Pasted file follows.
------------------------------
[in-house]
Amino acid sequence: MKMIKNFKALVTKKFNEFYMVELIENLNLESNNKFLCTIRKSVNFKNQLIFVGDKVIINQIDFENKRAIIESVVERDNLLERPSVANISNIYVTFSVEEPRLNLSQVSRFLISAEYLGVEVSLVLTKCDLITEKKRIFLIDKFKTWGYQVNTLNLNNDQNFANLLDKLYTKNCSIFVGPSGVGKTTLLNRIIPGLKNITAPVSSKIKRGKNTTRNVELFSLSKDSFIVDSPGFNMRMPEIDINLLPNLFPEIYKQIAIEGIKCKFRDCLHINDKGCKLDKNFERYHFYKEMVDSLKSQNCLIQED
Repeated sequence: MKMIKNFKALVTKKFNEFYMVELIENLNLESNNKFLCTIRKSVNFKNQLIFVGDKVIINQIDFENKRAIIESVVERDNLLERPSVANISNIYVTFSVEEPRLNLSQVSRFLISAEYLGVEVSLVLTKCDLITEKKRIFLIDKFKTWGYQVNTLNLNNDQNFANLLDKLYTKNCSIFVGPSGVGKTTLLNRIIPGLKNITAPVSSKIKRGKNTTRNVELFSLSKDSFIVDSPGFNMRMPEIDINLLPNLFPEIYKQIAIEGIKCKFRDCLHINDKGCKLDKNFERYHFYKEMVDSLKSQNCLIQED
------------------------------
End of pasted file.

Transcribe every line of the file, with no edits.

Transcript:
[in-house]
Amino acid sequence: MKMIKNFKALVTKKFNEFYMVELIENLNLESNNKFLCTIRKSVNFKNQLIFVGDKVIINQIDFENKRAIIESVVERDNLLERPSVANISNIYVTFSVEEPRLNLSQVSRFLISAEYLGVEVSLVLTKCDLITEKKRIFLIDKFKTWGYQVNTLNLNNDQNFANLLDKLYTKNCSIFVGPSGVGKTTLLNRIIPGLKNITAPVSSKIKRGKNTTRNVELFSLSKDSFIVDSPGFNMRMPEIDINLLPNLFPEIYKQIAIEGIKCKFRDCLHINDKGCKLDKNFERYHFYKEMVDSLKSQNCLIQED
Repeated sequence: MKMIKNFKALVTKKFNEFYMVELIENLNLESNNKFLCTIRKSVNFKNQLIFVGDKVIINQIDFENKRAIIESVVERDNLLERPSVANISNIYVTFSVEEPRLNLSQVSRFLISAEYLGVEVSLVLTKCDLITEKKRIFLIDKFKTWGYQVNTLNLNNDQNFANLLDKLYTKNCSIFVGPSGVGKTTLLNRIIPGLKNITAPVSSKIKRGKNTTRNVELFSLSKDSFIVDSPGFNMRMPEIDINLLPNLFPEIYKQIAIEGIKCKFRDCLHINDKGCKLDKNFERYHFYKEMVDSLKSQNCLIQED